It also helped that despite the large crowd, the people I encountered, staff and visitors, were among the most polite and friendly people I’d ever met in D.C. Even when we were shoulder to shoulder or bumping into each other, the exchanges never deviated from polite apologies and friendly banter.
The museum has five floors above ground, and an expansive basement. Above ground there were halls and galleries dedicated to contemplative space and African American contributions to art, music, culture, as well as to science, medicine, and military service, with no exhibits shying away from the struggles and adversity the black community faced throughout their history.
Below ground, the space was dedicated mostly to history, from the Atlantic slave trade all the way through Jim Crow, civil rights, and the modern day. Some of the biggest draws of the museum are in the lower levels, including a segregated train car and a training aircraft used by the Tuskegee Airmen during World War II.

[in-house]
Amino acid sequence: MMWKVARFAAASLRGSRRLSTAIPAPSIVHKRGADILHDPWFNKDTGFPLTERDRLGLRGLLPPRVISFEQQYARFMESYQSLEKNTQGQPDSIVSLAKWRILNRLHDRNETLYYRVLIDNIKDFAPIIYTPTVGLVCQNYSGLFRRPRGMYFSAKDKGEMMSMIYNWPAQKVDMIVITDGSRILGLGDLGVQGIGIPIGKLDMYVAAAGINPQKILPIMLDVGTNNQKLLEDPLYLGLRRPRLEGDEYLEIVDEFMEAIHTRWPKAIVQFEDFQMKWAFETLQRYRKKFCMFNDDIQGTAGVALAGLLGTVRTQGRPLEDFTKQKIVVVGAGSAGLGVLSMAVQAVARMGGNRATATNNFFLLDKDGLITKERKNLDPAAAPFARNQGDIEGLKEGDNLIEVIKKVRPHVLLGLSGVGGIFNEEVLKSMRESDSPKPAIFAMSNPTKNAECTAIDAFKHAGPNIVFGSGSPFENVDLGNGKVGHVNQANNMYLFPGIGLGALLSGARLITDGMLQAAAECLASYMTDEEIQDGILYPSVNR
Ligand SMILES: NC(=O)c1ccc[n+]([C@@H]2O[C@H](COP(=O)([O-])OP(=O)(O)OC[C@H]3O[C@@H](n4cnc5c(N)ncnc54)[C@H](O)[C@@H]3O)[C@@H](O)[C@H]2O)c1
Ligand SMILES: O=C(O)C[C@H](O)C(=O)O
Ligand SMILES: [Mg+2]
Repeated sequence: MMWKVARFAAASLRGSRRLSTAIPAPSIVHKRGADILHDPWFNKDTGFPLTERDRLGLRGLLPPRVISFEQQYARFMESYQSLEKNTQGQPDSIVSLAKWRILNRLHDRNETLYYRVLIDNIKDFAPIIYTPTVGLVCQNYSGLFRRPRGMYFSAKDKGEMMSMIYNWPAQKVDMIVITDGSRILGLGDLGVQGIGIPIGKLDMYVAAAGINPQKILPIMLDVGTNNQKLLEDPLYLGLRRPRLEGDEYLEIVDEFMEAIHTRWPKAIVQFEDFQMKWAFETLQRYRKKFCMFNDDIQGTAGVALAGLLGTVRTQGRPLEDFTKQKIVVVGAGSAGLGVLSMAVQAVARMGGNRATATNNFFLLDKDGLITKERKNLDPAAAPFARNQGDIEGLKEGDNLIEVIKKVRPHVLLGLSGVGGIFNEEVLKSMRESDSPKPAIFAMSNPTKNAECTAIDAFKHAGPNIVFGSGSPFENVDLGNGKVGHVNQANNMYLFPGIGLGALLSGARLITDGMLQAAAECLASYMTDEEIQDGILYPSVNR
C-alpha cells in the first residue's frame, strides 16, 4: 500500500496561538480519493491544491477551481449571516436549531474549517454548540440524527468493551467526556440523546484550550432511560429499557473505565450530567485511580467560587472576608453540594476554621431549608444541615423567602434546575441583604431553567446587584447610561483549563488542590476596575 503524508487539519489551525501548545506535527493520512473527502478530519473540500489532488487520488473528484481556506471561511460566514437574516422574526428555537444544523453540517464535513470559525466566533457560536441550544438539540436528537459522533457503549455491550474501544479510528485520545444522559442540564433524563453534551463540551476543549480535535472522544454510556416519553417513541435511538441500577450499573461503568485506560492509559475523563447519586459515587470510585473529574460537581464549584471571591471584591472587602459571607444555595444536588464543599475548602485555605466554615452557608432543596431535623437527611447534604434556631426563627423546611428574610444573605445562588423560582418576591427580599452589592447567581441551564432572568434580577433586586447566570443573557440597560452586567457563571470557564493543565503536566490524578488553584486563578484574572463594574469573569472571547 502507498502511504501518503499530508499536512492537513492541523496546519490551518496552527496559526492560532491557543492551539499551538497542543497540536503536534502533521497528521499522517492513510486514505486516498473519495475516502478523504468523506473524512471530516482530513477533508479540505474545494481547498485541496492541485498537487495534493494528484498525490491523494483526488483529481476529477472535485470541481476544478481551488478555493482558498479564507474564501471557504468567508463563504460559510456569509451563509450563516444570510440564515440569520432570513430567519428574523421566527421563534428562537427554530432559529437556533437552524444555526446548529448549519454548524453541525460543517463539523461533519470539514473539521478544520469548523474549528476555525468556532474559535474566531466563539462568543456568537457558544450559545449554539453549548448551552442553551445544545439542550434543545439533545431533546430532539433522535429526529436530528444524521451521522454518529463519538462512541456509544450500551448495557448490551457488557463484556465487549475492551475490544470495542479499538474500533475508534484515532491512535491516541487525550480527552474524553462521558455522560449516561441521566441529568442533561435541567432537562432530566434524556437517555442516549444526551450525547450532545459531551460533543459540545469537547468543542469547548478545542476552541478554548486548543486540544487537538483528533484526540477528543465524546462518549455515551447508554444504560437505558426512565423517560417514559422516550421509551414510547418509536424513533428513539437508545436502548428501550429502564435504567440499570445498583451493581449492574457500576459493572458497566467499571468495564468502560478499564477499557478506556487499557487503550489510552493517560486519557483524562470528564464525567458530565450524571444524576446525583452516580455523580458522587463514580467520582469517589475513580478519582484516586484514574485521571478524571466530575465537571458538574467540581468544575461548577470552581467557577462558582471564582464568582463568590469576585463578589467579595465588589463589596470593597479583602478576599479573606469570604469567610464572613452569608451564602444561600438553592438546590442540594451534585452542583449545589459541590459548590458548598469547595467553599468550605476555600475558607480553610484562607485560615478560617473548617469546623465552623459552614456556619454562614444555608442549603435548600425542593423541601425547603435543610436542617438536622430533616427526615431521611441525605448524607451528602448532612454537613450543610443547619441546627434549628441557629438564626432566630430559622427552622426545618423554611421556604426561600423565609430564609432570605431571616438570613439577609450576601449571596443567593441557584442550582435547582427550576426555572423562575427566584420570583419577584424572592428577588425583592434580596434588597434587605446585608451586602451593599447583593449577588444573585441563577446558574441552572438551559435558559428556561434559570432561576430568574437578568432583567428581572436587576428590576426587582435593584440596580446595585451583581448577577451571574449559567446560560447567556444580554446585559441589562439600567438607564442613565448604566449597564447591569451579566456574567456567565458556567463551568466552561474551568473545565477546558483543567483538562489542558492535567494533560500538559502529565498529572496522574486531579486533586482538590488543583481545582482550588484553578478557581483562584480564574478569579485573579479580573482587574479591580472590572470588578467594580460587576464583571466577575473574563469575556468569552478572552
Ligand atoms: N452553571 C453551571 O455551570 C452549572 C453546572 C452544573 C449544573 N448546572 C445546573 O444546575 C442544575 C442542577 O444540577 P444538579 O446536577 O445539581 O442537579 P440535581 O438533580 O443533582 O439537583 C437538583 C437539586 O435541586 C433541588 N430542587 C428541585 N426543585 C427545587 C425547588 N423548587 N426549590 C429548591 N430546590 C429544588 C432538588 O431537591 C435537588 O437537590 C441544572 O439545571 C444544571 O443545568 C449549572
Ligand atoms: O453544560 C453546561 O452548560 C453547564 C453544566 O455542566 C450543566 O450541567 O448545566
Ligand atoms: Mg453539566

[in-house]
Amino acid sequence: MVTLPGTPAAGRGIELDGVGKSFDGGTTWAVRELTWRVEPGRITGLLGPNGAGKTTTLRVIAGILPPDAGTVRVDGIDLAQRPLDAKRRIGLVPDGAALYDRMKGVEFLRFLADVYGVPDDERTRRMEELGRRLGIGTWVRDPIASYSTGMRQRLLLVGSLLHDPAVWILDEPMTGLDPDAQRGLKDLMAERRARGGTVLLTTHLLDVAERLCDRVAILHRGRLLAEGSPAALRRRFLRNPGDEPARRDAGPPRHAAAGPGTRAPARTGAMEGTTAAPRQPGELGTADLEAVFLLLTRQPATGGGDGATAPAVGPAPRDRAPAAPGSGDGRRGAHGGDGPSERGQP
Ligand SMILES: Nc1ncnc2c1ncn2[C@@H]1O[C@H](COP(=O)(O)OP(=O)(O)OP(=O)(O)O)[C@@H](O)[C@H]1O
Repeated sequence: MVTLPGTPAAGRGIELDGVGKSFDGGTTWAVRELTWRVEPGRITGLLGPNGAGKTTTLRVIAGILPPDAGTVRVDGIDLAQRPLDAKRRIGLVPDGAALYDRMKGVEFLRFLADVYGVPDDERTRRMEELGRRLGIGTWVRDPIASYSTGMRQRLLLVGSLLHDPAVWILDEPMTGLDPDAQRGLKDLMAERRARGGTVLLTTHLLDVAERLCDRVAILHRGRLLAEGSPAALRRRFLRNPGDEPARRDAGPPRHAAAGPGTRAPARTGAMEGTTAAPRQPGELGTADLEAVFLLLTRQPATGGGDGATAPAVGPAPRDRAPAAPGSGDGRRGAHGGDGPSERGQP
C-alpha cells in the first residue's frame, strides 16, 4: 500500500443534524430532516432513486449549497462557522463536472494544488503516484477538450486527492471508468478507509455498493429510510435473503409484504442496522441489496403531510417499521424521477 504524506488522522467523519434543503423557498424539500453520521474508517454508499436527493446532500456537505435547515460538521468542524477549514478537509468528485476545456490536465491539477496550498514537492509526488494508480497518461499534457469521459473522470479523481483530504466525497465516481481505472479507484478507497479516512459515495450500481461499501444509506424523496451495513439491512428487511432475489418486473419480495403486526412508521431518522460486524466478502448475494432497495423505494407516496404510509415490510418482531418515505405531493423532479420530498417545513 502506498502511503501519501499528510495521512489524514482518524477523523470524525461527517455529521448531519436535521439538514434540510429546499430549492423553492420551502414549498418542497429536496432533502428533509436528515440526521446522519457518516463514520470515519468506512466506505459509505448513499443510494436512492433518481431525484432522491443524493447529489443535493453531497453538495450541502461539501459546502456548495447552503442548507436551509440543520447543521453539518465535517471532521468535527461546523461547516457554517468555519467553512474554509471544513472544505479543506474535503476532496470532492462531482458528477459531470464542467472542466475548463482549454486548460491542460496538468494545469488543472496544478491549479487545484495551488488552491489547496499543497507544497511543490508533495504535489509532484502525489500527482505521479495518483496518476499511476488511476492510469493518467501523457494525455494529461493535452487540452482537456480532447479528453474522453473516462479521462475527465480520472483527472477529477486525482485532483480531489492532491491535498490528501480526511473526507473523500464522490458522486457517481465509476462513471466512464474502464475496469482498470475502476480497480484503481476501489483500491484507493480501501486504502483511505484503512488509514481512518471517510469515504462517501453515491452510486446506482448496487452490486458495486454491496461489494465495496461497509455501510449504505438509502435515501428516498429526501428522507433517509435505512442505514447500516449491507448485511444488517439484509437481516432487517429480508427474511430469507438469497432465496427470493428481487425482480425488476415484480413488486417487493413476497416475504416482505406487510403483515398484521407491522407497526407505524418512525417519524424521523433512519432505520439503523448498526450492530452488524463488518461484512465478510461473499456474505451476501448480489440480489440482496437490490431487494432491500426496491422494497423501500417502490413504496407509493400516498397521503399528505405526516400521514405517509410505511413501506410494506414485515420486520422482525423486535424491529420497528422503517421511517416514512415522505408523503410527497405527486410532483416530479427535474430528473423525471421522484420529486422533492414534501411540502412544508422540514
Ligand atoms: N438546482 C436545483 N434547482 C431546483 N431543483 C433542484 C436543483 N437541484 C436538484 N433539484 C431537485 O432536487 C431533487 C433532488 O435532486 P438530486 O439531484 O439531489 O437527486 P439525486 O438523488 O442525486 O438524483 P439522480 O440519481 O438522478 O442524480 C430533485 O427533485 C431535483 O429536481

Also downstairs was the Sweet Home Café, where visitors could indulge in a variety of hearty comfort foods.
Given the huge lines to get into the downstairs halls, my friends and I decided to start from the top and work our way down at the suggestion of a receptionist.
In the hall dedicated to black contributions to American culture, the wide open and well-lit environment of the lobby and escalators gave way to a much more dense and intimate experience. Even putting aside the throngs of visitors, the room was busy with cases and displays of African American art and clothing, each with detailed descriptions of their history and the context of their message and creation.